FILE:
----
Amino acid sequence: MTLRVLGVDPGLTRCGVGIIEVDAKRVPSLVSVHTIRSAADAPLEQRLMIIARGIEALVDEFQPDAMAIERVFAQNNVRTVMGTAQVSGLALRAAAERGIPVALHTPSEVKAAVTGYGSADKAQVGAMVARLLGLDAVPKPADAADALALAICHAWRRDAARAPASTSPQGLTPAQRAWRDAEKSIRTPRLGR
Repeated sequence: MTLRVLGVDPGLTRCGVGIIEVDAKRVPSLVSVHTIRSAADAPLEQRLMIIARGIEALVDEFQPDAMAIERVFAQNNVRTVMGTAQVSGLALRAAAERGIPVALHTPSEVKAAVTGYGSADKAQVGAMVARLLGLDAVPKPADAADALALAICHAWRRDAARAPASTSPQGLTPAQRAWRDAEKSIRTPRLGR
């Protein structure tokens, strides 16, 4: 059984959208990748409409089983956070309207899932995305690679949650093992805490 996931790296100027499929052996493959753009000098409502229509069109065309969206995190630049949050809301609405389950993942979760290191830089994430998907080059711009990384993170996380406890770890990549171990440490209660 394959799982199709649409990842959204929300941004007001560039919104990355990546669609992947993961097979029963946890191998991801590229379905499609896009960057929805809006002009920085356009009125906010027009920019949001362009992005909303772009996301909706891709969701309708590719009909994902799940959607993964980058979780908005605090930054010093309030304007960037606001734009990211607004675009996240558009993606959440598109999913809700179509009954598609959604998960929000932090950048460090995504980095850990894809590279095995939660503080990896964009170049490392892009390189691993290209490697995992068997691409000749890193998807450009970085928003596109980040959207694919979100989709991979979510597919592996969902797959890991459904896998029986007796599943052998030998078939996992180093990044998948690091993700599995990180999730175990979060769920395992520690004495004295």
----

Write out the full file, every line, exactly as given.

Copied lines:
Amino acid sequence: MTLRVLGVDPGLTRCGVGIIEVDAKRVPSLVSVHTIRSAADAPLEQRLMIIARGIEALVDEFQPDAMAIERVFAQNNVRTVMGTAQVSGLALRAAAERGIPVALHTPSEVKAAVTGYGSADKAQVGAMVARLLGLDAVPKPADAADALALAICHAWRRDAARAPASTSPQGLTPAQRAWRDAEKSIRTPRLGR
Repeated sequence: MTLRVLGVDPGLTRCGVGIIEVDAKRVPSLVSVHTIRSAADAPLEQRLMIIARGIEALVDEFQPDAMAIERVFAQNNVRTVMGTAQVSGLALRAAAERGIPVALHTPSEVKAAVTGYGSADKAQVGAMVARLLGLDAVPKPADAADALALAICHAWRRDAARAPASTSPQGLTPAQRAWRDAEKSIRTPRLGR
């Protein structure tokens, strides 16, 4: 059984959208990748409409089983956070309207899932995305690679949650093992805490 996931790296100027499929052996493959753009000098409502229509069109065309969206995190630049949050809301609405389950993942979760290191830089994430998907080059711009990384993170996380406890770890990549171990440490209660 394959799982199709649409990842959204929300941004007001560039919104990355990546669609992947993961097979029963946890191998991801590229379905499609896009960057929805809006002009920085356009009125906010027009920019949001362009992005909303772009996301909706891709969701309708590719009909994902799940959607993964980058979780908005605090930054010093309030304007960037606001734009990211607004675009996240558009993606959440598109999913809700179509009954598609959604998960929000932090950048460090995504980095850990894809590279095995939660503080990896964009170049490392892009390189691993290209490697995992068997691409000749890193998807450009970085928003596109980040959207694919979100989709991979979510597919592996969902797959890991459904896998029986007796599943052998030998078939996992180093990044998948690091993700599995990180999730175990979060769920395992520690004495004295």